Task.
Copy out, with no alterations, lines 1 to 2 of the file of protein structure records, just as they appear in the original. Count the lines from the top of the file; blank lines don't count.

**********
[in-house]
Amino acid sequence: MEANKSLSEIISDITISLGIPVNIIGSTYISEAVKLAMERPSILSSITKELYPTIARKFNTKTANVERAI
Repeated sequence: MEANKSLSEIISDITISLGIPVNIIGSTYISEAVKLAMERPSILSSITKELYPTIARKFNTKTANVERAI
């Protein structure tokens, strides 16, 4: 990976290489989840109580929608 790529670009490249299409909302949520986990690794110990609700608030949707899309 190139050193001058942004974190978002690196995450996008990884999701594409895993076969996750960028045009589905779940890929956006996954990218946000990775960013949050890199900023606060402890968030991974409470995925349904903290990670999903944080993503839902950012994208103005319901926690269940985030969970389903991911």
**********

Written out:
[in-house]
Amino acid sequence: MEANKSLSEIISDITISLGIPVNIIGSTYISEAVKLAMERPSILSSITKELYPTIARKFNTKTANVERAI